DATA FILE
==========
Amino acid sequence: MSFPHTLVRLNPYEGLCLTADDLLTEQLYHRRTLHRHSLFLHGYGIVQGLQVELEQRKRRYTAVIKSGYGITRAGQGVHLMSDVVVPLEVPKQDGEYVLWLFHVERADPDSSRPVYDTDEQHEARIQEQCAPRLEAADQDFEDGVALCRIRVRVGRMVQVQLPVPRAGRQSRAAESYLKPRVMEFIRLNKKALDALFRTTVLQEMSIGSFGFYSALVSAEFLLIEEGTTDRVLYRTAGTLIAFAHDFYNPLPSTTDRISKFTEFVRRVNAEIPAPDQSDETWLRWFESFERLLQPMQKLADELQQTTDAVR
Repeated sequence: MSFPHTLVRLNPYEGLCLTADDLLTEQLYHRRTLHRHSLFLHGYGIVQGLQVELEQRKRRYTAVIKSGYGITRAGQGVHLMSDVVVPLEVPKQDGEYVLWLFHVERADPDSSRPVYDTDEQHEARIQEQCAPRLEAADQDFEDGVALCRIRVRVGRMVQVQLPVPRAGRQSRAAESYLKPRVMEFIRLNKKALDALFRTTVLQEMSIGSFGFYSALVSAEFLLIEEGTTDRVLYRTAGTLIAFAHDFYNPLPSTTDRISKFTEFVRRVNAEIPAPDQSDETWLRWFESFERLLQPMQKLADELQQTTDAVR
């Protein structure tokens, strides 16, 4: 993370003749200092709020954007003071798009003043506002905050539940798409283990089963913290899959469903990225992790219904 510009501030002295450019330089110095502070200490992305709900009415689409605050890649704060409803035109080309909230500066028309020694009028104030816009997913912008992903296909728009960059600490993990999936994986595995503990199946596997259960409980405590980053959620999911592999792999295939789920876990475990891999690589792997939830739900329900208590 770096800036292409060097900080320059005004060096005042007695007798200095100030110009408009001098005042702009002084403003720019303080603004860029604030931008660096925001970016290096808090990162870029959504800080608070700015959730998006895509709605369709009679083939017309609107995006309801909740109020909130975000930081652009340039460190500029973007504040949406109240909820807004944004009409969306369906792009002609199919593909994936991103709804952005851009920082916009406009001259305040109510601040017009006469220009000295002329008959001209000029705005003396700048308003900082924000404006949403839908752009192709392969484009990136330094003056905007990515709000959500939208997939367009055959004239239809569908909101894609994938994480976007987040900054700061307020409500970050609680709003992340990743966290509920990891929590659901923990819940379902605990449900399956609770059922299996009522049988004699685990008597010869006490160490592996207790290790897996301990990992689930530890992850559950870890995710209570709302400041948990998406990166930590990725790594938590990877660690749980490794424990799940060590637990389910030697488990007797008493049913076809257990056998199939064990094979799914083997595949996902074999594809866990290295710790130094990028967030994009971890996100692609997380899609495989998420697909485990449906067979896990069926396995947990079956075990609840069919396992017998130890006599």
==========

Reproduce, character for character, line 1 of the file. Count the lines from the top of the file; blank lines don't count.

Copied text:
Amino acid sequence: MSFPHTLVRLNPYEGLCLTADDLLTEQLYHRRTLHRHSLFLHGYGIVQGLQVELEQRKRRYTAVIKSGYGITRAGQGVHLMSDVVVPLEVPKQDGEYVLWLFHVERADPDSSRPVYDTDEQHEARIQEQCAPRLEAADQDFEDGVALCRIRVRVGRMVQVQLPVPRAGRQSRAAESYLKPRVMEFIRLNKKALDALFRTTVLQEMSIGSFGFYSALVSAEFLLIEEGTTDRVLYRTAGTLIAFAHDFYNPLPSTTDRISKFTEFVRRVNAEIPAPDQSDETWLRWFESFERLLQPMQKLADELQQTTDAVR